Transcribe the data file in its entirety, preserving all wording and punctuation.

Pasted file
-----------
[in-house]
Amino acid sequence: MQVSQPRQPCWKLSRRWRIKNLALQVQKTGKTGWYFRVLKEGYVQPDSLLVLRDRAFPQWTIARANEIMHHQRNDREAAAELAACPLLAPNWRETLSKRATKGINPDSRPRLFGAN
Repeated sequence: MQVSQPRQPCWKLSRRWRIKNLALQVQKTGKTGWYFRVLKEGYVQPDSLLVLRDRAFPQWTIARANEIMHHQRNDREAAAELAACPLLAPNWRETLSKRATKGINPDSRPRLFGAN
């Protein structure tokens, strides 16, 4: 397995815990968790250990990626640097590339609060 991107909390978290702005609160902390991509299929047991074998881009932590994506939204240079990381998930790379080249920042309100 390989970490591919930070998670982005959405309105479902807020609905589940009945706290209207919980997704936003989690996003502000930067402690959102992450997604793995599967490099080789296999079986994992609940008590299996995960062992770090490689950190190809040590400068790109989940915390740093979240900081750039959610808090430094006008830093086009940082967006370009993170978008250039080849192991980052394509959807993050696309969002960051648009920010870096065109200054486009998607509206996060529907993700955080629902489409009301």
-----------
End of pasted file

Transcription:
[in-house]
Amino acid sequence: MQVSQPRQPCWKLSRRWRIKNLALQVQKTGKTGWYFRVLKEGYVQPDSLLVLRDRAFPQWTIARANEIMHHQRNDREAAAELAACPLLAPNWRETLSKRATKGINPDSRPRLFGAN
Repeated sequence: MQVSQPRQPCWKLSRRWRIKNLALQVQKTGKTGWYFRVLKEGYVQPDSLLVLRDRAFPQWTIARANEIMHHQRNDREAAAELAACPLLAPNWRETLSKRATKGINPDSRPRLFGAN
């Protein structure tokens, strides 16, 4: 397995815990968790250990990626640097590339609060 991107909390978290702005609160902390991509299929047991074998881009932590994506939204240079990381998930790379080249920042309100 390989970490591919930070998670982005959405309105479902807020609905589940009945706290209207919980997704936003989690996003502000930067402690959102992450997604793995599967490099080789296999079986994992609940008590299996995960062992770090490689950190190809040590400068790109989940915390740093979240900081750039959610808090430094006008830093086009940082967006370009993170978008250039080849192991980052394509959807993050696309969002960051648009920010870096065109200054486009998607509206996060529907993700955080629902489409009301």